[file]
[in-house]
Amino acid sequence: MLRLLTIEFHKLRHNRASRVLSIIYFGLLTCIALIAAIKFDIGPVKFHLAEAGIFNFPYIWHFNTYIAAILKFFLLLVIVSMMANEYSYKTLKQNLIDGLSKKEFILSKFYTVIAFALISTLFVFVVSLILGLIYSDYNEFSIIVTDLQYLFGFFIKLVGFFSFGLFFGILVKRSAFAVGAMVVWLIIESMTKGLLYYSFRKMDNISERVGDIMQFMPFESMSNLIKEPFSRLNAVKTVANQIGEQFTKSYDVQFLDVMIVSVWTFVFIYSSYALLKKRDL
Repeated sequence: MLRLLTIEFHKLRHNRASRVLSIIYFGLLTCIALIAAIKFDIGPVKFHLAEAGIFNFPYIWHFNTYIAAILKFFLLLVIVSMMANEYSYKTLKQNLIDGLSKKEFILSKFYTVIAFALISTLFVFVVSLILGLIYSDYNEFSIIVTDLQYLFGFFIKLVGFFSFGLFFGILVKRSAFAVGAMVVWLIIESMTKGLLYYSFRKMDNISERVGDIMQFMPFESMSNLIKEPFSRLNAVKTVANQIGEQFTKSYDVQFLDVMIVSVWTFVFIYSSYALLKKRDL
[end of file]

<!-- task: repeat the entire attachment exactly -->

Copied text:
[in-house]
Amino acid sequence: MLRLLTIEFHKLRHNRASRVLSIIYFGLLTCIALIAAIKFDIGPVKFHLAEAGIFNFPYIWHFNTYIAAILKFFLLLVIVSMMANEYSYKTLKQNLIDGLSKKEFILSKFYTVIAFALISTLFVFVVSLILGLIYSDYNEFSIIVTDLQYLFGFFIKLVGFFSFGLFFGILVKRSAFAVGAMVVWLIIESMTKGLLYYSFRKMDNISERVGDIMQFMPFESMSNLIKEPFSRLNAVKTVANQIGEQFTKSYDVQFLDVMIVSVWTFVFIYSSYALLKKRDL
Repeated sequence: MLRLLTIEFHKLRHNRASRVLSIIYFGLLTCIALIAAIKFDIGPVKFHLAEAGIFNFPYIWHFNTYIAAILKFFLLLVIVSMMANEYSYKTLKQNLIDGLSKKEFILSKFYTVIAFALISTLFVFVVSLILGLIYSDYNEFSIIVTDLQYLFGFFIKLVGFFSFGLFFGILVKRSAFAVGAMVVWLIIESMTKGLLYYSFRKMDNISERVGDIMQFMPFESMSNLIKEPFSRLNAVKTVANQIGEQFTKSYDVQFLDVMIVSVWTFVFIYSSYALLKKRDL